‘Why I think Katie Price deserves benefits’
Rosie Millard is a commentator and critic who has worked for the BBC, the New Statesman and The Times. Her first novel, The Square, will be published in August.
Katie Price got an earful on Big Brother when she revealed that she accepts benefits for her disabled son. But Rosie Millard believes the state should support everybody – even the very rich.
Yet again, the ferocious goldfish bowl that is Celebrity Big Brother has expertly jabbed its televisual finger at the issues that galvanise the nation. In this case, the moot point brought up by public icons/utter nobodies (take your pick) is whether private wealth excludes you from claiming public services. Deliciously, this latest spat involves a) two women who share the same first name and b) two women who share a 'Marmite' accolade. I’m referring of course to Katie Price — model, author, accomplished horsewoman and mother of five – and Katie Hopkins, self-appointed scourge of the left, ex-Apprentice contestant and mother of three.
The Katies started out in the Big Brother house as besties, but the atmosphere has since descended into something a bit more bestial. Essentially, Hopkins has condemned Price after discovering that Price’s disabled son Harvey, who is autistic and blind, is conveyed every day from the Price mansion in West Sussex to a special school in Wimbledon, south London, in a taxi paid for by the state. The round trip is about 100 miles and, in a normal minicab, would cost around £650 a week. There is also a special needs nurse in the cab. Price’s personal fortune is worth something in the region of £40m.
The fact that Harvey is being looked after by the state at considerable cost to the taxpayer really got Hopkins’ goat. Later, she explained her position. ‘I’ve always held dear that if you can afford to pay for something, you should, and you shouldn’t rely on the Government.’
“There is no wealth in the world which can assuage the difficulties of bringing up a disabled child.”
Really? On a week when the dreaded January tax bill has landed in the in-boxes of the nation, it might be a reminder that some of our taxes do go to pay for worthy causes. Taking a disabled child to school and back every day might well be considered one of them.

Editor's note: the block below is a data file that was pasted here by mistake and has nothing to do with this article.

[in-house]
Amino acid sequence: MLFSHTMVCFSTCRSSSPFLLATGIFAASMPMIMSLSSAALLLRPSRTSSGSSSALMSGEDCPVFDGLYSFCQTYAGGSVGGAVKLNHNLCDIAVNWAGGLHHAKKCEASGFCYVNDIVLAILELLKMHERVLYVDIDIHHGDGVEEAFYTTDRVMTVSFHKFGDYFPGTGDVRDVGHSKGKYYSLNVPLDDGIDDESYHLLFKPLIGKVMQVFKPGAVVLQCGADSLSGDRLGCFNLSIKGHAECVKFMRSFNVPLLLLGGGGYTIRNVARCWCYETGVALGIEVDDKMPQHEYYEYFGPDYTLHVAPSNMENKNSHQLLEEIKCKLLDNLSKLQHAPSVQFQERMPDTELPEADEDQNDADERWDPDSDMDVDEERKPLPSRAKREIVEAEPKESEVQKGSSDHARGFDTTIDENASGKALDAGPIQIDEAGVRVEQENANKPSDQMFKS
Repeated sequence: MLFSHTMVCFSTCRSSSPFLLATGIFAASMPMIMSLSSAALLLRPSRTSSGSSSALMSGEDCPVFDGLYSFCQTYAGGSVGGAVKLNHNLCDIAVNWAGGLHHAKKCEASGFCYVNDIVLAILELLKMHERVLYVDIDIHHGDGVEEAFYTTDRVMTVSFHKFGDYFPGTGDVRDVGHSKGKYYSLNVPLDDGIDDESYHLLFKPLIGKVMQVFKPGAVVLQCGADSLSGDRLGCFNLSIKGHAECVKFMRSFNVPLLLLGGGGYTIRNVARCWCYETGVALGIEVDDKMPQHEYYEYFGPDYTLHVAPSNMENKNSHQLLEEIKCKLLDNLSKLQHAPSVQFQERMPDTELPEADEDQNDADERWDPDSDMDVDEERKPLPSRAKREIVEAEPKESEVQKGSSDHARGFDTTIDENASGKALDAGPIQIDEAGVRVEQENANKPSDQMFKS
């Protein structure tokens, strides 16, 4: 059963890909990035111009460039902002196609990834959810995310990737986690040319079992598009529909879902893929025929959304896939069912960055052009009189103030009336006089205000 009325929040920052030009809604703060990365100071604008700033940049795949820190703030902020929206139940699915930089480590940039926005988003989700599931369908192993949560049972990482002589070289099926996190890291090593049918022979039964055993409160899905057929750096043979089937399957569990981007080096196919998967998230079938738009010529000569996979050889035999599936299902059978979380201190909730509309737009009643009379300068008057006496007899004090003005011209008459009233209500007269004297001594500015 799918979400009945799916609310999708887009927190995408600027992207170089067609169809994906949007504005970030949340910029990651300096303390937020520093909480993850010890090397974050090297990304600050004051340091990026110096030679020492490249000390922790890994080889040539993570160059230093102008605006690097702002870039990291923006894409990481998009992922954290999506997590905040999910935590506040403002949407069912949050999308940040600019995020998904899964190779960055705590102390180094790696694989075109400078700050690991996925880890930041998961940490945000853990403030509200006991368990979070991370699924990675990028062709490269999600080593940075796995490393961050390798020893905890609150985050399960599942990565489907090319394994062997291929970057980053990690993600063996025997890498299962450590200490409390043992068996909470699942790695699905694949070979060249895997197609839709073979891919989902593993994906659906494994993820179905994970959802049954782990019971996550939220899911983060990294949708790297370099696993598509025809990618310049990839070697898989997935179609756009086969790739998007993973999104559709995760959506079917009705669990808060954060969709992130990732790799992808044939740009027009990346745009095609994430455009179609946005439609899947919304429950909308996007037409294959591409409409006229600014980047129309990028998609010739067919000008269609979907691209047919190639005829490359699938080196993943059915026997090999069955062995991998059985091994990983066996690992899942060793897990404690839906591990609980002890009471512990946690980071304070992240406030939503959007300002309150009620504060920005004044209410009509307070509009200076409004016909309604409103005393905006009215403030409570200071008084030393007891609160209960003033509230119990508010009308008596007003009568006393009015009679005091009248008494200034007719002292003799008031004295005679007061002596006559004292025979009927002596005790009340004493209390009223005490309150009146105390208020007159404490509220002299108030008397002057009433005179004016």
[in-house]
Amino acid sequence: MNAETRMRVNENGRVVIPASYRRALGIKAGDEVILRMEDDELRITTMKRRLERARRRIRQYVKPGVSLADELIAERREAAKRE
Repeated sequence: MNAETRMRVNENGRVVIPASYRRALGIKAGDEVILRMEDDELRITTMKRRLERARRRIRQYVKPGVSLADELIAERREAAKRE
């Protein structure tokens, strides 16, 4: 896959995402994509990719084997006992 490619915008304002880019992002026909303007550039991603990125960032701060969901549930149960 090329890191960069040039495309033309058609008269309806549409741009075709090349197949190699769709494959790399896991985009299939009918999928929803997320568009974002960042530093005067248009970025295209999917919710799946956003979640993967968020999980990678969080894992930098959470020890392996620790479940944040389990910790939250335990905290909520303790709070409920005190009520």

Yet does wealth matter? Should Price be means-tested, as all parents claiming child benefit have been, and should the size of her personal fortune mean that she has effectively bankrolled herself out of the public health and education system? Or, as a taxpayer, is she entitled to what she can get?
I think she is. If Price’s fortune disallows her from claiming assistance with bringing up a disabled child, does this mean that everyone whose personal income is more than, say, £150,000 per annum should be barred from entry to the local library, treatment from the National Health Service or state education for their children?
In the Hopkins world, if you can pay for it, you have a moral obligation to do so. Yet surely one of the great standpoints of our society, at least since the end of the last war, is that there are some benefits which are universal. Education. Health. Literacy. Policing. Ambulances.
If Hopkins were knocked down by the 91 bus, would she reach over from her stretcher en route to University College Hospital and say ‘No! No! I can afford to pay for this emergency care, so I will pay for it’? Of course not.
If we as a nation feel that the well off should be precluded from the assistance of the state, then we cannot complain when they pull away and form their own little non-dom island. We can’t have it both ways. I am rather glad that Price is relying on the state to deliver her child to and from school every day. As she herself has pointed out, there is no wealth in the world which can assuage the difficulties of bringing up a disabled child.
- Is it wrong for rich people to claim benefits from the state?
- Make a list of state-provided services and divide them into those that only poorer people should get and those that should be free for all.
- Autism is a genetic developmental condition that impairs people’s ability to communicate with others. It is a spectrum disorder, meaning that it affects people to hugely varying extents: some people with autism are able to live entirely independent and ordinary lives, while others cannot talk at all and require 24-hour care.
- A means-tested benefit goes only to people who can prove they require assistance from the state (with income or resources below a defined limit) — that is, wealthy individuals do not receive it. Child benefits became means tested in 2013.
- The last war
- After World War Two, Clement Attlee’s Labour government massively expanded access to public services and state benefits, creating what became known as the welfare state. Its most famous and celebrated component is the NHS.
- Short for non-domicile: British citizens with homes abroad who do not pay UK tax on their foreign earnings.